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WSI News - WSI Spotlight

Comiskey another rip-off?

 Jerry Reinsdorf and many other baseball owners have lobbied for and won public financing of new stadiums.  Their argument for this financing was based upon the need to compete in a highly competitive and costly sport, the contribution of a stadium to the local economy and the common sense reality of replacing the old with the new.  But what has the boon in stadium building done for people both as fans and taxpayers?

 In their book, “Field of Schemes – How the Great Stadium Swindle Turns Public Money into Private Profit,”(Common Courage Press 1998) sports fans Joanna Cagan and Neil deMause examined the trend of stadium and arena building.  According to Cagan and de Mause, $1.5 billion were spent in stadium building or renovation during the ‘80’s.  At the time the book went to press, the two authors estimated that stadium costs would exceed $11 billion in the ‘90’s. 

 Has there been a great return on all of this public investment in terms of economic development and fan comfort at a game?  De Mause maintains the results have been just the opposite.

 “Economically it does nothing,” de Mause said during a recent telephone interview.  “Economists can find no sign of real impact on consumer spending.   Money gets taken out of the economy and goes to the owners and players.”

 De Mause equated this circulation of money to “throwing it out of a helicopter.”

 In addition to this lack of economic stimuli, de Mause said the cost of any job creation from stadium construction and development is higher when compared to other economic developments.  He cited an example of the construction of a Mercedes automobile plant in Vance, Alabama in 1993.  (Vance is right outside Birmingham, another industrial city in Alabama.)

 “The state provided $253 million in subsidies to create 1,500 jobs,” de Mause said,  “That is around $170,000 per job created.  $250, 000 per job is an estimate for most stadiums.  That’s a figure that comes up time and time again, so I feel comfortable saying it’s an industry standard.”

  And how about the return on investment on enjoying major league sports in these new facilities?  The fan is ripped off again, de Mause said.

 “Comiskey is accepted as the worst,” de Mause said, referring the white elephant on the South Side of Chicago.  “It is a dull, symmetrical wall of luxury seating.”

 Comiskey and other new stadiums just represent a trend of large stadiums that are built more for the corporate spender than the every day fan, author and Yankee fan de Mause said.  They are large, costly and not every day fan-friendly.

 “A lot of the new parks are lousy unless you have luxury seats,” he said, and one heading in his book states that you “can’t tell the players without a telescope.”

 Additionally, he believes that rash of stadium building has contributed to the mounting salaries that has alienated many fans.

 “The more money in the system, the more money owners have with which to bid up salaries,” de Mause wrote in an e-mail statement.  “Ergo, salaries go up.  It’s no coincidence that the greatest increase in salaries in baseball history has come with the new stadiums and increased revenues of the last decade or so.  Also teams will pay more for players when they ‘marginal’ revenue impact is the greatest, i.e., the more those fannies put in the seats are paying, the more the owner’s are willing to shell out.  New stadiums are heavy on luxury seats, so the top player will boost revenues by more, so owners are willing to pay them more.”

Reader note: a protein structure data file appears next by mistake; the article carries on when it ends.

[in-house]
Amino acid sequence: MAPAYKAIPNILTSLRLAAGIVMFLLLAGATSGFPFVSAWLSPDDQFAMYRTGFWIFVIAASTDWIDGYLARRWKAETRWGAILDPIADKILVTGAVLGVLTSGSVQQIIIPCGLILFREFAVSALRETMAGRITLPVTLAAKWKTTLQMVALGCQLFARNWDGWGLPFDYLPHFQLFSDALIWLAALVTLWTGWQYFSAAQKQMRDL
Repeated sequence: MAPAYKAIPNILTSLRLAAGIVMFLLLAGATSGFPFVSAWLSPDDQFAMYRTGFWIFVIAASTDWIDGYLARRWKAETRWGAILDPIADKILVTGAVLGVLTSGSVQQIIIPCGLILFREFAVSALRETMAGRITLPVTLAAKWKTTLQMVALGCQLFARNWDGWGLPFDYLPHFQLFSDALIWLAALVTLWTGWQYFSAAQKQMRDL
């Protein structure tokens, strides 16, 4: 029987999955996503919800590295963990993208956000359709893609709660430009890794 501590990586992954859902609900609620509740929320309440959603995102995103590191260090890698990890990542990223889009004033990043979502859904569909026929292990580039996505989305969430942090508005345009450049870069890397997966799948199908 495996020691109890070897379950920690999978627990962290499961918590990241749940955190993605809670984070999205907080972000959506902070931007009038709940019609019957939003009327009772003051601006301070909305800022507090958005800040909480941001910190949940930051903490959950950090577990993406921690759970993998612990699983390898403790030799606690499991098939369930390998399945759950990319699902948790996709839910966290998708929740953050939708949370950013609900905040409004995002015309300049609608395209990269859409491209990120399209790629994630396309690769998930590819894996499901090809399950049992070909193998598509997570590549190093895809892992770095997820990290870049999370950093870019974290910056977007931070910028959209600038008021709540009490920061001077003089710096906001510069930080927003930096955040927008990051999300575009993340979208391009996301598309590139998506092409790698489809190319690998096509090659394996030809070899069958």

If large stadiums don’t chase some fans away, a long and protracted strike or lockout would.  Among the current pessimism, de Mause believes that the new stadiums, at least in a few cases, could keep any strike relatively short.

 “Even though most of the money spent was public,” he said, “some teams, notably Detroit and San Francisco, do have a fair amount of outstanding debt from stadiums, debt which they’re counting on revenues from new parks to pay off.  So the owners – or their bankers – may not have the stomach for a long work stoppage this time.” 

De Mause “stumbled” into writing “Schemes” with co-author Cagan after looking at the situation in Cleveland.  The city was trying work out a stadium deal in an attempt to keep the Browns from moving.  He called the Cleveland case “outrageous” as the civic leaders were desperate looking to fund a new stadium while cutting back on city services, laying off teachers and cutting or eliminating interscholastic athletics.  However, de Mause thought that he and Cagan would be “like voices in the wildnerness” on the stadium issue.  But he found that fan reaction to the book has been positive. 

“Fans are also taxpayers,” he said.  “They live in the community and many are outraged.”

“Field of Schemes” examines stadium building and developing in all the major sports.  Anyone interested in purchasing the book or more information on this issue can visit

Editor's Note:  Dan Helpingstine is a free lance writer living in Highland, Indiana.  In the early 80's, he worked as a stringer for The Times, then based in Hammond, Indiana, covering business-labor news.  For six years, he worked as a part-time sportswriter for the Merrillville Herald, a weekly that was a part of a chain of weeklies in Lake and Porter Counties.  He covered high school football and basketball.  In 1995, Helpingstine had a short story published in a murder mystery anthology entitled Murder Is My Business.  He also has had articles on the JFK murder published in the Post-Tribune of Gary.  His new book is titled "Through Hope and Despair."  It is the story of one fan's roller coaster ride with the luckless White Sox.

More features from Dan Helpingstine here!

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